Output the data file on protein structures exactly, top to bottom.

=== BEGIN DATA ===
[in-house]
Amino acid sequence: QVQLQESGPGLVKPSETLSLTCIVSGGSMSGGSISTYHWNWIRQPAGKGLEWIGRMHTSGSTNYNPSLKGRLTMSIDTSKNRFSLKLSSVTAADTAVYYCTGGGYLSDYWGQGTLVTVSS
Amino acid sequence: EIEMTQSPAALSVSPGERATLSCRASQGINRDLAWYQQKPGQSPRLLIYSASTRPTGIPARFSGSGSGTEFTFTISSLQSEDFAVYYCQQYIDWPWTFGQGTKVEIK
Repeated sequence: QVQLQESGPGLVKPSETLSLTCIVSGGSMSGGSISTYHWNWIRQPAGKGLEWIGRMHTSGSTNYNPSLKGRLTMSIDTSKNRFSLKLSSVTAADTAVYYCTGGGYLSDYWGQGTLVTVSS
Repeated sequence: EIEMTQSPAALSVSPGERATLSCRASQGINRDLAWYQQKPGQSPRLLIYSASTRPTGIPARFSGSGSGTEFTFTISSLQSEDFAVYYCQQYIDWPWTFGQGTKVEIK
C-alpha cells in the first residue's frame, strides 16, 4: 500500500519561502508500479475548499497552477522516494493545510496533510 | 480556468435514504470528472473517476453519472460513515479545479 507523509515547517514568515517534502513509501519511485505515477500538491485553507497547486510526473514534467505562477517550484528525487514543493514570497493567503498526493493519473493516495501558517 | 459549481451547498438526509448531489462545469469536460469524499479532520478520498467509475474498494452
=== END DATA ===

[in-house]
Amino acid sequence: QVQLQESGPGLVKPSETLSLTCIVSGGSMSGGSISTYHWNWIRQPAGKGLEWIGRMHTSGSTNYNPSLKGRLTMSIDTSKNRFSLKLSSVTAADTAVYYCTGGGYLSDYWGQGTLVTVSS
Amino acid sequence: EIEMTQSPAALSVSPGERATLSCRASQGINRDLAWYQQKPGQSPRLLIYSASTRPTGIPARFSGSGSGTEFTFTISSLQSEDFAVYYCQQYIDWPWTFGQGTKVEIK
Repeated sequence: QVQLQESGPGLVKPSETLSLTCIVSGGSMSGGSISTYHWNWIRQPAGKGLEWIGRMHTSGSTNYNPSLKGRLTMSIDTSKNRFSLKLSSVTAADTAVYYCTGGGYLSDYWGQGTLVTVSS
Repeated sequence: EIEMTQSPAALSVSPGERATLSCRASQGINRDLAWYQQKPGQSPRLLIYSASTRPTGIPARFSGSGSGTEFTFTISSLQSEDFAVYYCQQYIDWPWTFGQGTKVEIK
C-alpha cells in the first residue's frame, strides 16, 4: 500500500519561502508500479475548499497552477522516494493545510496533510 | 480556468435514504470528472473517476453519472460513515479545479 507523509515547517514568515517534502513509501519511485505515477500538491485553507497547486510526473514534467505562477517550484528525487514543493514570497493567503498526493493519473493516495501558517 | 459549481451547498438526509448531489462545469469536460469524499479532520478520498467509475474498494452